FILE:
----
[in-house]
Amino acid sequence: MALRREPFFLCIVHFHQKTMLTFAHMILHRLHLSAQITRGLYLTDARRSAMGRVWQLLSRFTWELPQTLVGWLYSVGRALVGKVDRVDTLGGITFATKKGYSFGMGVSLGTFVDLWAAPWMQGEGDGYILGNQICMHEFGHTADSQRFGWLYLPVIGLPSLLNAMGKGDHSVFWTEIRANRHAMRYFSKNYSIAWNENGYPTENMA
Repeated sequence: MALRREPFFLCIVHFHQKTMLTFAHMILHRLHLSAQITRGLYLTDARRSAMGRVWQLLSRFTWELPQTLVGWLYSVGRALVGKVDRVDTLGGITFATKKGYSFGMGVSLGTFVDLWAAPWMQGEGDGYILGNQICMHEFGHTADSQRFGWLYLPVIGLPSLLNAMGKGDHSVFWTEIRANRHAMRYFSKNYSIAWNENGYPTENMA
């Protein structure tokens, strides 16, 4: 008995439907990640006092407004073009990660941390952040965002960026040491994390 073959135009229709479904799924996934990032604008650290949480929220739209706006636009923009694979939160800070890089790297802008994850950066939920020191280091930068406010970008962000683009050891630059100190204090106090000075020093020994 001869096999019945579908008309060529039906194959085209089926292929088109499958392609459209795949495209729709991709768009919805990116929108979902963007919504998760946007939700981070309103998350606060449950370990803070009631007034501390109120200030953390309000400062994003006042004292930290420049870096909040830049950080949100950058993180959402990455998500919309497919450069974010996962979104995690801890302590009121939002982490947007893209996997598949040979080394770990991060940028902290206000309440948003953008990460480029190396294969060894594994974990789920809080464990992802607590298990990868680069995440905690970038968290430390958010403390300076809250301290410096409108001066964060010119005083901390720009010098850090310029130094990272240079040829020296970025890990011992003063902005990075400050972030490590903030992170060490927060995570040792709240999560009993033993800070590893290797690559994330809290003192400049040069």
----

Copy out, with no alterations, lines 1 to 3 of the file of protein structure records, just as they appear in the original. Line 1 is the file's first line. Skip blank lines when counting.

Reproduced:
[in-house]
Amino acid sequence: MALRREPFFLCIVHFHQKTMLTFAHMILHRLHLSAQITRGLYLTDARRSAMGRVWQLLSRFTWELPQTLVGWLYSVGRALVGKVDRVDTLGGITFATKKGYSFGMGVSLGTFVDLWAAPWMQGEGDGYILGNQICMHEFGHTADSQRFGWLYLPVIGLPSLLNAMGKGDHSVFWTEIRANRHAMRYFSKNYSIAWNENGYPTENMA
Repeated sequence: MALRREPFFLCIVHFHQKTMLTFAHMILHRLHLSAQITRGLYLTDARRSAMGRVWQLLSRFTWELPQTLVGWLYSVGRALVGKVDRVDTLGGITFATKKGYSFGMGVSLGTFVDLWAAPWMQGEGDGYILGNQICMHEFGHTADSQRFGWLYLPVIGLPSLLNAMGKGDHSVFWTEIRANRHAMRYFSKNYSIAWNENGYPTENMA